Should you refinance your car loan?

It’s a question that comes up over and over again in automotive enthusiast circles: should I refinance my car loan? Will it save me money? What about the thousands of dollars of credit card debt you’ve racked up to finance your lifestyle? Shouldn’t you be paying that off first?

Today we’re breaking down exactly what refinancing is, so you can decide if it’s the right move for you.

What does refinancing mean?

Refinancing is essentially taking out a new loan to replace an old one. It’s the automotive equivalent of refinancing your home, combining your current loans into one manageable payment.

When you refinance your car loan, you take out a new loan with a lower interest rate to pay off all (or some) of your existing debt plus finance charges. The resulting payment is almost always lower than the combined total of your original payments.

How does refinancing save you money?

There are two different ways that refinancing can help you save money. First, it lowers your monthly payment due to a lower interest rate. Second, it can shorten your loan term if you choose to pay off the remainder early.

How do I refinance?

Here’s where things get tricky. When you refinance your loan, the new lender requires you to submit a copy of your credit report and score ahead of time if they’re not validating it for free. This has to be done through the automated system offered by each bureau or using an offer code that is given when you sign up with certain lenders.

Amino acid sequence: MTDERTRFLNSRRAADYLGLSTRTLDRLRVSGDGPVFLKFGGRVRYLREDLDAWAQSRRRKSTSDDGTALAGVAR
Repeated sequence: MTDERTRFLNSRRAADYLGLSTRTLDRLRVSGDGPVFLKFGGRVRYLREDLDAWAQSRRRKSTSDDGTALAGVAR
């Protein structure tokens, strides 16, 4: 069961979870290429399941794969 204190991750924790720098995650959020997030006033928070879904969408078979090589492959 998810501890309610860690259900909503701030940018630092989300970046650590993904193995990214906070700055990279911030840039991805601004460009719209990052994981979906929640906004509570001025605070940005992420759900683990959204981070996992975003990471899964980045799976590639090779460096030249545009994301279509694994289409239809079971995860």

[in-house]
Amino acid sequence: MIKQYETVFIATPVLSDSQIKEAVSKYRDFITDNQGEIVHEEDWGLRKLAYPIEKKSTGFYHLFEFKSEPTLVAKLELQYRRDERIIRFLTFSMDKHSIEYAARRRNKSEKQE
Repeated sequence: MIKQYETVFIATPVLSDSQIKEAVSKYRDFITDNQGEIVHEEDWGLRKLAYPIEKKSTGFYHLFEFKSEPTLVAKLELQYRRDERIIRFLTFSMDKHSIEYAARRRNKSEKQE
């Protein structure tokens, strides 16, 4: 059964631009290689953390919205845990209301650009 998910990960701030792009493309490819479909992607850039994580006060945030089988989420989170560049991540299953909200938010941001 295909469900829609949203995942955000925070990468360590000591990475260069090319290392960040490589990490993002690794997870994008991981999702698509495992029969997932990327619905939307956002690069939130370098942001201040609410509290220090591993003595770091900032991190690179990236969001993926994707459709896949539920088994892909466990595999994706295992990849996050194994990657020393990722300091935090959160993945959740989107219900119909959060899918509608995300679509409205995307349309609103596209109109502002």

Using an offer code for a free credit check is the quickest way to get your report and score in front of several different lenders, who you can then ask for their best refinancing rates. You don’t have to pick any specific lender, but it’s important to remember that you will be handing over your credit card information when you apply for the free offer, which will incur a hard inquiry.

Should I refinance?

Whether you should refinance your car loan is really just a question of whether it makes sense for you financially. You have to weigh the savings against starting a new loan term. For example, if you refinance for three years instead of five, it will take twice as long to pay off the car loan – which won’t help you build up equity any faster. And keep in mind that refinancing your car loan will have no impact on your credit unless you’re going from a secured loan to an unsecured one. That means you can’t get a free credit report or score unless you create an offer with each bureau separately, which will take some time.

The bottom line: if refinancing makes sense for your budget and shortens the term on your loan so you pay it off faster, go ahead and do it. And if you want to be even more aggressive with your budget, check out our series of articles on paying off debt once and for all.

When you’re shopping around for the best refinancing deals, make sure to look for options specific to your city, such as car finance Melbourne to get the best local rates available.